Just to be clear, for those of us not born in the Year of the Rabbit, are you saying we shouldn't wear those people's feet as good luck charms?
Happy New Year, Linda. I made potstickers last night for the first time and they were great. -R-
Yum. I love this kind of food.
To you, the happiest of New YeARS! Thanks for everything yummy and interesting you cook up for us to read and enjoy here! R
These look really really really good! I notice you left out the chicken beaks, and hope you have plenty of good fortune anyway. Happy New Year!
I'm going to have to give these a try--yummy!
oh that sounds so great. Happy new year!
I have a local place that is economically sensible and delightful in terms of taste, so will continue to let the experts handle the wrappers, but it's interesting to be 'in' on the process.
yum. nothing I love more than good luck and dumplings:)
I could eat nothing but dumplings for the rest of my life and die happy and full. :) You make them look way too easy! I might have to give this a try.

I am a snake, so I guess this isn't my year. :)

Happy New Year to you!
Happy Bunny Year, Linda. Is there anything better than dumplings? Tasty!
Homemade dumplings are some of my favorite things. Xin Nian Kwei le!
happy year of the rabbit, linda. terrific post -- all the details of the language - and a recipe that sounds remarkably easy. wishing you a prosperous and good-food-filled year!
Gong xi fa cai!

Thanks for the recipe. I lived in Shanxi for over a year, and ate jiaozi on a regular basis (which is why I gained 10 pounds.) Nobody had measurements, though, so I never quite got the recipe I wanted. The sauce in Shanxi, is great though, dark vinegar, lots of garlic, a dollop of soy sauce.

I will be making this again and again!
I'm so sad. :( No Chinese foodstores around for at least 500 miles. At least I had long noodles today. Happy Year of the Rabbit!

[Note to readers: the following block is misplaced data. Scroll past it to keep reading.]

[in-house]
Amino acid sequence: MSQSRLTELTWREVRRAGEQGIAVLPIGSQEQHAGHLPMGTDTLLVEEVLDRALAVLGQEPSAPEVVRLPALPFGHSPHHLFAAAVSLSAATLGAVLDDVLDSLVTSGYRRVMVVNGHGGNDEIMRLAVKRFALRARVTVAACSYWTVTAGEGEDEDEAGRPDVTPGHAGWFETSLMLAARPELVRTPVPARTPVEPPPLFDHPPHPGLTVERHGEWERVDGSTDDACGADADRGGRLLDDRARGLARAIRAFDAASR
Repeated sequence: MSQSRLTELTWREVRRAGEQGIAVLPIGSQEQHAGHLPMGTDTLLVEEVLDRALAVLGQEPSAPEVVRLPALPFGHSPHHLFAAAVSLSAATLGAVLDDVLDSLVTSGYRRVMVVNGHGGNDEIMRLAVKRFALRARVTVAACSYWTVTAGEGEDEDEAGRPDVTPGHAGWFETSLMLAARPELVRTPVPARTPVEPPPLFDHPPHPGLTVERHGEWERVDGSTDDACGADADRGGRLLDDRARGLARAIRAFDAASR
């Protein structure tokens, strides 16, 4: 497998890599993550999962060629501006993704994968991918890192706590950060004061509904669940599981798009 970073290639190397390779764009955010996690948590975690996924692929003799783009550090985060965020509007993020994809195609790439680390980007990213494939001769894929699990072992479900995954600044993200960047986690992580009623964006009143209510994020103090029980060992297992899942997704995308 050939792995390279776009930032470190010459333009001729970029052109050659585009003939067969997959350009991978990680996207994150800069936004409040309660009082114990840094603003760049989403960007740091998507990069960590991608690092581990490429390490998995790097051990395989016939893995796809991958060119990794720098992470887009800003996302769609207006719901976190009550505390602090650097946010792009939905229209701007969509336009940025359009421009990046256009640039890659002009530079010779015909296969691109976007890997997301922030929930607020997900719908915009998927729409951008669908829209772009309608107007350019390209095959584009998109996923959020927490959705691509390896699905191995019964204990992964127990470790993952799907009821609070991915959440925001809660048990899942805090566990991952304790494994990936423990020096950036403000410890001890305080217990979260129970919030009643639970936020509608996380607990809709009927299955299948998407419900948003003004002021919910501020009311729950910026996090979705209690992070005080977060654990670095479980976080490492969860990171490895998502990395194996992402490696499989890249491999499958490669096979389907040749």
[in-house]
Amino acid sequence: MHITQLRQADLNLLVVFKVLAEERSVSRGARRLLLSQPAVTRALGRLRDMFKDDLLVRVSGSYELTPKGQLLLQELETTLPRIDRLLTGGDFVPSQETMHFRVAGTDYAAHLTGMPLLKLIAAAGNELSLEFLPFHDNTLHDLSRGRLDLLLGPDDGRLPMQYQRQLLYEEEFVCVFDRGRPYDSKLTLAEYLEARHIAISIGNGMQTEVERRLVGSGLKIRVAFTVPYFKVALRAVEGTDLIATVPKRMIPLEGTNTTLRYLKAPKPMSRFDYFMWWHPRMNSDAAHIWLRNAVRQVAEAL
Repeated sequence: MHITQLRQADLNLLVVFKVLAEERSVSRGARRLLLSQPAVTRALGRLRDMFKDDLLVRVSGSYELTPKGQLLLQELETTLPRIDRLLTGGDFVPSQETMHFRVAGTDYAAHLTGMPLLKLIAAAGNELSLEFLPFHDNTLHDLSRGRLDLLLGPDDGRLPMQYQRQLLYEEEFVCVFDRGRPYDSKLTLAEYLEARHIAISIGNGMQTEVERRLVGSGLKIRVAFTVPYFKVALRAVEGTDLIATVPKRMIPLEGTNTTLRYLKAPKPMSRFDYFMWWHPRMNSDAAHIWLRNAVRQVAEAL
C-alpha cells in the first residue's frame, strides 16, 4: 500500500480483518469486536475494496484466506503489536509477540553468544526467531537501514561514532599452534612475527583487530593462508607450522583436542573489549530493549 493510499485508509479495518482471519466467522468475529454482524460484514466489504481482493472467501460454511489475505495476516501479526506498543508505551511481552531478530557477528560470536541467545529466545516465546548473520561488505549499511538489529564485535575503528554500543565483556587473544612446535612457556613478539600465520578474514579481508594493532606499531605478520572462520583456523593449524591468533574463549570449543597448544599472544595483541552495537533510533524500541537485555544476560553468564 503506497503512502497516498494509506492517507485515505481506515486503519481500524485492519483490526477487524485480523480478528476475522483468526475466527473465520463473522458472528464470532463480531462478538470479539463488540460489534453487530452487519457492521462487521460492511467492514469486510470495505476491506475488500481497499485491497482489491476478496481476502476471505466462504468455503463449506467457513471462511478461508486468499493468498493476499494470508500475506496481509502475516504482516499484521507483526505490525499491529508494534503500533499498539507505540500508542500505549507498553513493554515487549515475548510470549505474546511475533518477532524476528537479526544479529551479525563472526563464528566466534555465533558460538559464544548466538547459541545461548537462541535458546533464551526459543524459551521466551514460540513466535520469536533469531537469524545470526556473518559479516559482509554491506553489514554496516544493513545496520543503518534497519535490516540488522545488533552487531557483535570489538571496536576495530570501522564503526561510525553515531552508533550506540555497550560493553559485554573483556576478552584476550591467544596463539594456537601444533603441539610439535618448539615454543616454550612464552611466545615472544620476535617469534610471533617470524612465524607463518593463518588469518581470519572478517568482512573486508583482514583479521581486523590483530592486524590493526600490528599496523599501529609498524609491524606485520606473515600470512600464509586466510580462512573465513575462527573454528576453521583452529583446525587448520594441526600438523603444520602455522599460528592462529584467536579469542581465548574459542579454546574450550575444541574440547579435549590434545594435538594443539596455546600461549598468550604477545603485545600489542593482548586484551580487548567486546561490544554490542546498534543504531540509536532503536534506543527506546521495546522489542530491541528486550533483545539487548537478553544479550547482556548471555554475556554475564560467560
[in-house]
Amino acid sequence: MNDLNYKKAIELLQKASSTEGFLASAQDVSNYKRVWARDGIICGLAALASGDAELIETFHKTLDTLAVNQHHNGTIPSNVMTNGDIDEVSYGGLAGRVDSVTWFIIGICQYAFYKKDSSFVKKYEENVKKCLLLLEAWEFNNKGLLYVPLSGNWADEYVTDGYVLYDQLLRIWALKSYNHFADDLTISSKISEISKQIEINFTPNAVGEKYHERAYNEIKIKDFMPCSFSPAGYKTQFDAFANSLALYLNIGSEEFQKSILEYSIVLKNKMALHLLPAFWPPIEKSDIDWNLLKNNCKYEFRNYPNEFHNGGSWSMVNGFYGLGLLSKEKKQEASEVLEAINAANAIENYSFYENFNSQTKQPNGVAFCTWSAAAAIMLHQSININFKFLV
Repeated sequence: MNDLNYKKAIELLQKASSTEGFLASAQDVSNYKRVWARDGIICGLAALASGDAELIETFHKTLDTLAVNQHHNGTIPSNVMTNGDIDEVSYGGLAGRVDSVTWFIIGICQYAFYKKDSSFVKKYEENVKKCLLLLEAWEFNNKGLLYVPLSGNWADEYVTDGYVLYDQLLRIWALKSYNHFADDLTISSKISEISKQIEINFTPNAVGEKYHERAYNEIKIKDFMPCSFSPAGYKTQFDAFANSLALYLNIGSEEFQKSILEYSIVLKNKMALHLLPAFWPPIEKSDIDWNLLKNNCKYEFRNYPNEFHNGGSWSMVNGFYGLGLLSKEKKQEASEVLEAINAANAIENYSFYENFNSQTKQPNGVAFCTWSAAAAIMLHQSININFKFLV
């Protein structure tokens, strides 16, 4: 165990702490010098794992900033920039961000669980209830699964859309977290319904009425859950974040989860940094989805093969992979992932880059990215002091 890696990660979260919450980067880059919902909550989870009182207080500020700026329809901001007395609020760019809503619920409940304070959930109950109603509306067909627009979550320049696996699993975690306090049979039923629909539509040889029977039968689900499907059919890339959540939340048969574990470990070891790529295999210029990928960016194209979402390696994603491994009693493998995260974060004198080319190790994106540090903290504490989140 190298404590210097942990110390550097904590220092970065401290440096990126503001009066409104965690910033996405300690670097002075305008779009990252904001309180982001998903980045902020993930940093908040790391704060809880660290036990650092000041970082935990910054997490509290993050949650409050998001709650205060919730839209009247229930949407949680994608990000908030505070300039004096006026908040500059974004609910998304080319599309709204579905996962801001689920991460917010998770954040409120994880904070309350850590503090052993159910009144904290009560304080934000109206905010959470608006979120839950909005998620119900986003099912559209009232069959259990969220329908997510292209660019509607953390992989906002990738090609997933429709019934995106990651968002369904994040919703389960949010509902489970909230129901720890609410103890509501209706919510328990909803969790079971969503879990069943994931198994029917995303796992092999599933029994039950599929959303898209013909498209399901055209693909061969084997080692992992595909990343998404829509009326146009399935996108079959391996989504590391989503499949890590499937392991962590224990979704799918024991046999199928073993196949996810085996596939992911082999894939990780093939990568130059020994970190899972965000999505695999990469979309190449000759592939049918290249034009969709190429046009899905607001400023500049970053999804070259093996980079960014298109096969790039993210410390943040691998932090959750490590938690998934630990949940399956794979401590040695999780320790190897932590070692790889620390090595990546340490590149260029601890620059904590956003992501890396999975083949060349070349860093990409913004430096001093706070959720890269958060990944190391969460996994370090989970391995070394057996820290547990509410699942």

I'm so sad. :( No Chinese foodstores around for at least 500 miles. At least I had long noodles today. Happy Year of the Rabbit!
Yum, is right! Hope it's a good year (even though it's not officially 'mine')!
Oh, Linda, my mouth is watering at the sight of those dumplings.
The recipe's been copied. Thanks, so much.

The Flylooper
Yum! the dumplings are beautiful and I love that it was a family effort!
Always a treat to read your posts and your recipes. Yesterday, the weather was horrible and businesses closed early, we called our nearest Asian restaurant to see if they were still open. They were, but our waiter didn't even know it was the Chinese New Year. And I thought about my students who would bring me little gifts from their celebrations like a paper lantern or the red envelope with money. Wishing you well in this year of the rabbit.
This I'll try! Xinnian kuaile. Hope I got that right.
-r-
Gong xi fa cai!

You increased my knowledge of the Chinese lunar new year by 5000 years. Amazing how many traditions are echoed in Jewish practices.

Happy new year to you, Linda, and your family. Luck, love and achievement!
Potstickers are really popular in our house! The fried crispy ones -- although we'll take boiled in a pinch. If we had those money-filled red envelopes, I'm those would be popular too!
Happy New Year of the Rabbit, for the Spring Festival in 4709!
A belated Happy New Year to you, Linda! :)